I wasn't sure I would be posting here anymore, but I've been working on a project for the US Forest Service to rewrite campground and cabin descriptions for recreation.gov, and I'm learning a lot from it. For me, national forests were always places I drove through on my way to somewhere else. (This seems particularly true of our trip from Seattle to Travis Air Force Base in California last summer, when we were driving through national forests for nearly our entire time in Oregon.) Oh sure, we might have stopped at a scenic overlook here and there, but we never stayed.
This project opened my eyes and allowed me to see that they are worthy destinations in and of themselves.
I've written about campgrounds in Gifford Pinchot (Washington), Shasta-Trinity (California) and a variety of other places - mostly in the west. And now I'm working on cabins, fire lookouts and historic ranger and guard stations that have been converted into recreation rentals. Some of these places, while primitive, offer phenomenal views. Look up Girard Ridge Lookout in Shasta-Trinity or Deadwood Lookout in Boise National Forest, and you'll see what I mean. Who wouldn't want to wake up on top of the world? (Unless, of course, you're afraid of heights.)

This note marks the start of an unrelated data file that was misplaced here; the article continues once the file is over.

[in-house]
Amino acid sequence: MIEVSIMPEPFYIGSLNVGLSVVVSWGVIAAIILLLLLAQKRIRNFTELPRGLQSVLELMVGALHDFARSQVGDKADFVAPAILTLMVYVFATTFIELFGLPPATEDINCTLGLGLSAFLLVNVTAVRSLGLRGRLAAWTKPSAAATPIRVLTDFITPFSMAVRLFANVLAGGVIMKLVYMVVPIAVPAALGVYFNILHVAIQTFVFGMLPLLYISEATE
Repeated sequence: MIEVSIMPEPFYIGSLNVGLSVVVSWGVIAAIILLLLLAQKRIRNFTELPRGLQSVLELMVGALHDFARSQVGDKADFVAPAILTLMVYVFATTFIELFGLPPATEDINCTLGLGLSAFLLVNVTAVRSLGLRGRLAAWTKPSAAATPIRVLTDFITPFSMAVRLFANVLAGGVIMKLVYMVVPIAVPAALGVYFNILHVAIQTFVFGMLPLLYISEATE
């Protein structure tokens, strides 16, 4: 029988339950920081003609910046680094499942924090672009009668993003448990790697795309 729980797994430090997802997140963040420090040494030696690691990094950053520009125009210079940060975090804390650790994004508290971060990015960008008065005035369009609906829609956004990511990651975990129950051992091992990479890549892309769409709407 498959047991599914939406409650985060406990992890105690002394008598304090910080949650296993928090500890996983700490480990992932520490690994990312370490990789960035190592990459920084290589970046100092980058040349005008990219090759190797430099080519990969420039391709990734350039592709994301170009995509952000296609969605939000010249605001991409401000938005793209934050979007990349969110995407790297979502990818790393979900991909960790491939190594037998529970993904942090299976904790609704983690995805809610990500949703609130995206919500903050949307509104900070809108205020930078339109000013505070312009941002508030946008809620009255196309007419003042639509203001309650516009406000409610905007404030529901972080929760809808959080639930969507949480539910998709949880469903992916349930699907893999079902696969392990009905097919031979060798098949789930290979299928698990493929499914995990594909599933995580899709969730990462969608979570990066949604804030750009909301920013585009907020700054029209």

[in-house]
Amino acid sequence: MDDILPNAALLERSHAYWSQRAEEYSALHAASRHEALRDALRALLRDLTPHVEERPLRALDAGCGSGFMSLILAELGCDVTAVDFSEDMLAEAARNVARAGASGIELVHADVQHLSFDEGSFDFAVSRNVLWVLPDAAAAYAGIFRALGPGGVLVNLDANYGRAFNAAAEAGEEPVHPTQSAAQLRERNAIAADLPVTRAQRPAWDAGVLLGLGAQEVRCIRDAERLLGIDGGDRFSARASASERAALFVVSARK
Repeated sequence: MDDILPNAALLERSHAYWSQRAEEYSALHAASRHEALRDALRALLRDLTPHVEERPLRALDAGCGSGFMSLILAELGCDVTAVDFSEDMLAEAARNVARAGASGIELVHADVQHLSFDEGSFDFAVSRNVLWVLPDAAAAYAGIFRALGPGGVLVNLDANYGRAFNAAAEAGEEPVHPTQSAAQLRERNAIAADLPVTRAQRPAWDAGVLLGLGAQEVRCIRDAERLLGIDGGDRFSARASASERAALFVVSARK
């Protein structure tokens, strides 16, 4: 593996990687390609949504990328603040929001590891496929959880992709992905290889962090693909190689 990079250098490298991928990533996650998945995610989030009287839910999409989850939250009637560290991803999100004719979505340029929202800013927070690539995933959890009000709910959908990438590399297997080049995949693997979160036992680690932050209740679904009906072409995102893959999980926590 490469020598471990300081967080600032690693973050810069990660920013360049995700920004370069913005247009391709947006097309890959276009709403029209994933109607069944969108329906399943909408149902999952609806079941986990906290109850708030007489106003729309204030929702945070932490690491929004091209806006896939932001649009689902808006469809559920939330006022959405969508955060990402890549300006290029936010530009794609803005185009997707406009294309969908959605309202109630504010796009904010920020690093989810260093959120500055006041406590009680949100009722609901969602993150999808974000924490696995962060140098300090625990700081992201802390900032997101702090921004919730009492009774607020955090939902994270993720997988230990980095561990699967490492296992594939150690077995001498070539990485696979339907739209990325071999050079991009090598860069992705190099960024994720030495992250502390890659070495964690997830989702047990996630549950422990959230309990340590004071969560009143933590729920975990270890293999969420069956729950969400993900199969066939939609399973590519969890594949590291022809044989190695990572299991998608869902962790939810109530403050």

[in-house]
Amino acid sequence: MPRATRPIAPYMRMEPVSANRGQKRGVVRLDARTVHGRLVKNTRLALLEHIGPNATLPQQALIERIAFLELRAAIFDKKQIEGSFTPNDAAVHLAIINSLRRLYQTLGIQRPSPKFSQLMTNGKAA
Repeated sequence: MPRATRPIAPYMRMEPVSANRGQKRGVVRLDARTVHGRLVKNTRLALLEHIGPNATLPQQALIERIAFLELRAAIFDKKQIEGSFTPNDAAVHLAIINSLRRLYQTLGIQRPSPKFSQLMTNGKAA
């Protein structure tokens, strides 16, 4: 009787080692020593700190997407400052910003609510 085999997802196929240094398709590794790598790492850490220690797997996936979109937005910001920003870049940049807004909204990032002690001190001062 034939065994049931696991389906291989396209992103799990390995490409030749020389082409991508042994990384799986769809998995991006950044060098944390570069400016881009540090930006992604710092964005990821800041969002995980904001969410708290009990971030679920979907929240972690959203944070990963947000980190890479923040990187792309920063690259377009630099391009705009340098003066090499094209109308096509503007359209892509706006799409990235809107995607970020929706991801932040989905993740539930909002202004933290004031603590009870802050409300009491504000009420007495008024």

I'm getting ideas for my own travels. Now that we're on the East Coast, we'd like to see the fall foliage in New England. I know that White Mountain National Forest in New Hampshire is one of the best places in the US for that, specifically the Kancamagus Scenic Byway. I wrote about a rental cabin there.
And I've been researching some national forests a little closer to home. There are none in Maryland, sadly, but there's always Virginia.
Our national forests have a lot to offer in both beauty and recreation. National parks too, of course - recreation.gov covers more than just national forests.
If you're not already booking through recreation.gov, I highly encourage you to do so. Your accommodations can be as primitive or as modern as you want them to be. There is something for everyone.